Opinion: Fear not, eighth graders

As eighth grade project presentations inch closer and closer to the class of 2018, everyone on Seabury Hall’s campus can feel the tension and stress radiating from the middle school. As former sixth and seventh graders, most of us can remember promising ourselves that we will have the best project ever and that everything will go perfectly. However, once we hit eighth grade, those promises started to diminish.

I can remember the weeks before presenting my year-long project, trying to finish my slideshows and getting angry over that one picture that just would not move where it needed to go. Now, I realize how much pressure I put on myself over the project that was challenging, but definitely not worth stressing over.

As a freshman who went through the grueling process of writing an essay, completing a physical project, and finally presenting a slideshow after months of studying one project just a year ago, I have some tips for the eighth graders now.


I know you hear this from your parents, friends, teachers, everyone, but listen to us. Almost every single person will mention in their presentation that they wished they had better time management.

It is so much more relaxing to get everything done ahead of time and have a few weeks to practice rather than having just a few days because you didn’t finish your presentation in time. You will kick yourself a week before your presentation if you do not get everything done sooner.

2. Practice, practice, practice your presentation.

You may think that practicing your presentation two or three times is enough. I promise you it is not. Practice with your advisor, parents, friends, and siblings, or by yourself. Just keep practicing. Having it as memorized as possible is the best way to go because when presenters keeps looking back at their slides, it comes across as though they do not know their project very well. Start practicing now, even if your slides are not completely done. The more you prepare, the better it will be.

3. The teachers are there to help you.

If you have a question about anything, ask. Whether it be about your actual project or your presentation, ask them. I know all teachers say, “Don’t be afraid to ask questions!” and that’s kind of intimidating, but trust me, ask questions even if you think they are dumb. Also, schedule times to practice with your advisor. They will give you great tips to make it better. The teachers want you to succeed.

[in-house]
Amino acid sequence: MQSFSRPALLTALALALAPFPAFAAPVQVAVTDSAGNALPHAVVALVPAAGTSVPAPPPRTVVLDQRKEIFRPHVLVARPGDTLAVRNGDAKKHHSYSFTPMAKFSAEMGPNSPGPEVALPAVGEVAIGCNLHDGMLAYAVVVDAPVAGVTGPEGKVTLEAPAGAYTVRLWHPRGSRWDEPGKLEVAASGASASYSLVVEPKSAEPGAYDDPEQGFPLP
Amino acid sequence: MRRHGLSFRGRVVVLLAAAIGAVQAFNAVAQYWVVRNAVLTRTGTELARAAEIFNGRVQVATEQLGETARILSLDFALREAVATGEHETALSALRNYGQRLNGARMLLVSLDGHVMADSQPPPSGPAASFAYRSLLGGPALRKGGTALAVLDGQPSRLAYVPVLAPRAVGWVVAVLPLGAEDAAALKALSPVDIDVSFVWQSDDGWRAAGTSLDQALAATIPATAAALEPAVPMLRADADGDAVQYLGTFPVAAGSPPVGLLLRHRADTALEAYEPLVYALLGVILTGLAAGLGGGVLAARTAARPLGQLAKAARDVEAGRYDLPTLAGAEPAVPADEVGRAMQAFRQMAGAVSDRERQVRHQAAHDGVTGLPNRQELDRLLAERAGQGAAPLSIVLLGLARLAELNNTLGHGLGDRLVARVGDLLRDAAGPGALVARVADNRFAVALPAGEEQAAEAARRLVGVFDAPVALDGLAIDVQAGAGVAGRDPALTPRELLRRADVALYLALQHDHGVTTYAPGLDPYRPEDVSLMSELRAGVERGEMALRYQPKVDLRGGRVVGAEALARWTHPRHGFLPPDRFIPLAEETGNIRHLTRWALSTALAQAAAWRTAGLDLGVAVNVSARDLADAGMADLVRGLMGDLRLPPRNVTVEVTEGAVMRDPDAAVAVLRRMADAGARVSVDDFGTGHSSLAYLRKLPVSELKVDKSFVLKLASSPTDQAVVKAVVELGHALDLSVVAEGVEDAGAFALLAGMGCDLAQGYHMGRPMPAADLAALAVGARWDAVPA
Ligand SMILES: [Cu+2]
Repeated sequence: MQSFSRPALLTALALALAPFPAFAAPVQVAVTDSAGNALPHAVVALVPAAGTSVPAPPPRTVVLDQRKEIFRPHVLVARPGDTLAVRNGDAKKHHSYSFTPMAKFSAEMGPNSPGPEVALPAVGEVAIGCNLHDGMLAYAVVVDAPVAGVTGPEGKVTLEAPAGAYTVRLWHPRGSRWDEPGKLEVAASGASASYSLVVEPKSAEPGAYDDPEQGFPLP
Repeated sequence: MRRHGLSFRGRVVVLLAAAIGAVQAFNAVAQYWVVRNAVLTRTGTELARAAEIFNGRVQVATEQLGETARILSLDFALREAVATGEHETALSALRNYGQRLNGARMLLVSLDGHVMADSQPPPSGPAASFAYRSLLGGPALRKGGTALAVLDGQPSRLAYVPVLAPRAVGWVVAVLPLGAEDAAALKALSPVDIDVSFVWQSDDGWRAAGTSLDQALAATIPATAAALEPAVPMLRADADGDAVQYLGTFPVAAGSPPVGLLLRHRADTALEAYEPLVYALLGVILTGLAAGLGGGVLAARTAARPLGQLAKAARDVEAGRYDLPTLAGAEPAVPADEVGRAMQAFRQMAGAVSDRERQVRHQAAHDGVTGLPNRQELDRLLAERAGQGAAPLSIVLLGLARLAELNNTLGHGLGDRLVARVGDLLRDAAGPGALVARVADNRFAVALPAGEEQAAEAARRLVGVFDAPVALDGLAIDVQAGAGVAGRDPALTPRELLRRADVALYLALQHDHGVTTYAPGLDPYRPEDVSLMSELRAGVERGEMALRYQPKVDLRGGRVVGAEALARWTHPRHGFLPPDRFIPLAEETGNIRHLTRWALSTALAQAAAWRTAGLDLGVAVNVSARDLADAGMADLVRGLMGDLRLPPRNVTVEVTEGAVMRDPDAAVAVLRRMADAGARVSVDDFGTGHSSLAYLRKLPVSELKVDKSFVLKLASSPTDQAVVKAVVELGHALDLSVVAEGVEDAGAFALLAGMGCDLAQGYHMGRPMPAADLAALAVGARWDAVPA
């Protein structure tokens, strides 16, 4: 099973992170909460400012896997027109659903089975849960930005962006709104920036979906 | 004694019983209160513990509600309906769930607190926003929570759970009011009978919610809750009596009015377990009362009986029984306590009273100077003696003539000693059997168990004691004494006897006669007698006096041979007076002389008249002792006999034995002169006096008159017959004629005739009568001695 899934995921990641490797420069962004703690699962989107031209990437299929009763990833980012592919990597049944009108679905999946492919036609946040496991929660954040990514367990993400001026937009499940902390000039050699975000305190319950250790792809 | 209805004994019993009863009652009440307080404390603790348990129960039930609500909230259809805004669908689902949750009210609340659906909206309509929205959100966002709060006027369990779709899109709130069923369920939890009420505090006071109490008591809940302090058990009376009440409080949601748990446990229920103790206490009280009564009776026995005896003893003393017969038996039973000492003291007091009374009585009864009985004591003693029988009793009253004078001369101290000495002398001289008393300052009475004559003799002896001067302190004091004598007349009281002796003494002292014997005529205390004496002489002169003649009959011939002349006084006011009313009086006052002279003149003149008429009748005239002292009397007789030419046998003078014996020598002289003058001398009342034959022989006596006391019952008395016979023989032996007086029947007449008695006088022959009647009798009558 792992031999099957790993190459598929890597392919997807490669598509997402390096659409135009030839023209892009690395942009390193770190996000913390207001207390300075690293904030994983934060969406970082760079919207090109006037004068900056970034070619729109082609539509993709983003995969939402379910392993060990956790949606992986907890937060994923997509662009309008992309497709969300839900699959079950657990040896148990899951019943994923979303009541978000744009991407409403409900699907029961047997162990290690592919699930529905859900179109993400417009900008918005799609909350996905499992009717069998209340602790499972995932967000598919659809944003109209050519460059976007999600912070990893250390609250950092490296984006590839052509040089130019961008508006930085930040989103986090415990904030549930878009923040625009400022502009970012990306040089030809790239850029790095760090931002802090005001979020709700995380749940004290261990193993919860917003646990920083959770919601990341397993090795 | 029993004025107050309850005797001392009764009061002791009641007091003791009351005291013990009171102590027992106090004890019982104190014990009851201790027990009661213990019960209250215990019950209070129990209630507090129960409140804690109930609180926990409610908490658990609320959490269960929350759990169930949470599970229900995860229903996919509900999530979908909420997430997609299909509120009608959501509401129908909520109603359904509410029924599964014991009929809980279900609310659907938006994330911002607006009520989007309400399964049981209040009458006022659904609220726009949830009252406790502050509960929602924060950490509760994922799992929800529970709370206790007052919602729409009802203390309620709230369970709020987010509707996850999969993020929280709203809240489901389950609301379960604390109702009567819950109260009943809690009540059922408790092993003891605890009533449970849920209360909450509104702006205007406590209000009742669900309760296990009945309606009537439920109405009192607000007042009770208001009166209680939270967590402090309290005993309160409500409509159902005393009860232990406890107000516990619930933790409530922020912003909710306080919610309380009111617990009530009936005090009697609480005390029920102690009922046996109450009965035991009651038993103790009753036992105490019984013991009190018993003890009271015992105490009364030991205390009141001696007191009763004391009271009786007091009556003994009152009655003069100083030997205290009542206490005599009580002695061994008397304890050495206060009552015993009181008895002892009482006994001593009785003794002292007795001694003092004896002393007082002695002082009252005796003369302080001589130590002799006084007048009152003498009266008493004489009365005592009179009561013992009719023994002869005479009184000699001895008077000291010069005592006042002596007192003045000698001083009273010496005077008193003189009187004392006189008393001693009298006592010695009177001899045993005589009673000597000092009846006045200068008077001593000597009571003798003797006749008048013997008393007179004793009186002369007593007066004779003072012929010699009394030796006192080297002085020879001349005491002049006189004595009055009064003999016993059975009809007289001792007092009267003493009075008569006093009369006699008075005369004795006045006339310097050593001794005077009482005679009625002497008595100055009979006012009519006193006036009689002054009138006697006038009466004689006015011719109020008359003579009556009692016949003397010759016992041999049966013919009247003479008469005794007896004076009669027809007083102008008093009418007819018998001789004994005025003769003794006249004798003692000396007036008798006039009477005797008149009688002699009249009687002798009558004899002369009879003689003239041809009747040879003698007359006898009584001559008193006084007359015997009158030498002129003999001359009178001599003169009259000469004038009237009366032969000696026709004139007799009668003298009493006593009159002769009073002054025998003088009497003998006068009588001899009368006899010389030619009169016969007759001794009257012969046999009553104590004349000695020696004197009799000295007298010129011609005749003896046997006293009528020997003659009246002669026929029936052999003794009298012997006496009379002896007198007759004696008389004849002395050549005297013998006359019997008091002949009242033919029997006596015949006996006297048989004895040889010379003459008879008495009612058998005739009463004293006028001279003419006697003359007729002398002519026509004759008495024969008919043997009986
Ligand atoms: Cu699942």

4. Dress professionally, not for prom.

When you watched presentations in sixth and seventh grade, you saw that everyone was dressed nicely, which was good. But the thing is, some people dress too nicely with fancy dresses and expensive suits.

Imagine that you are giving a lecture on your subject to a group of other professionals. Dress according to what your subject is, too. People would not take you seriously in a floor-length gown.

Wear something that you will be comfortable in. Girls, do not wear super short and tight dresses that you will be fidgeting with throughout your presentation, or heels that you know you would not be able to stand in. You also do not have to wear a dress. Wearing slacks with a nice top is just as fine as dresses and skirts. Boys, wear nice dress shirts that you will not have to continue fixing and that isn’t too baggy or tight. Simple is best.

5. Try not to be too nervous.

Hearing “Don’t be nervous! You’ll be fine!” can actually stress a person out more. Instead, just try to relax. Nerves are good; they help you focus. But too many will cause you to tense up. Remember, everyone is rooting for you. When you get up there, take a deep breath, and just talk. You know your subject backwards and forwards, so you have no reason to be afraid.

6. Slow. Down.

You get eight minutes. Use every second. Eight minutes may seem like a lot now, but it will feel like you only have ten seconds once you are up there actually presenting. But you don’t need to rush through anything. Just speak clearly and slowly and much slower and louder than you think is necessary. Remember that your audience only gets eight minutes to understand everything that you have studied for months, so explain it slowly and clearly so they can absorb every ounce of information you have to offer.

7. Keep presenting all the way through.

Do not give up on your presentation when you get to your last few slides. Many people seem to lose sight of the importance of their presentation when they know they are near the ending. Treat the end with the same energy as the beginning. You will get more comfortable onstage as you get into your presentation, but this does not mean you get to be any less professional than in the beginning. You can leave your professionalism as soon as you step off that stage, but not a second before. Once you sit down, you can take off your heels or loosen your tie. You did it.

Good luck!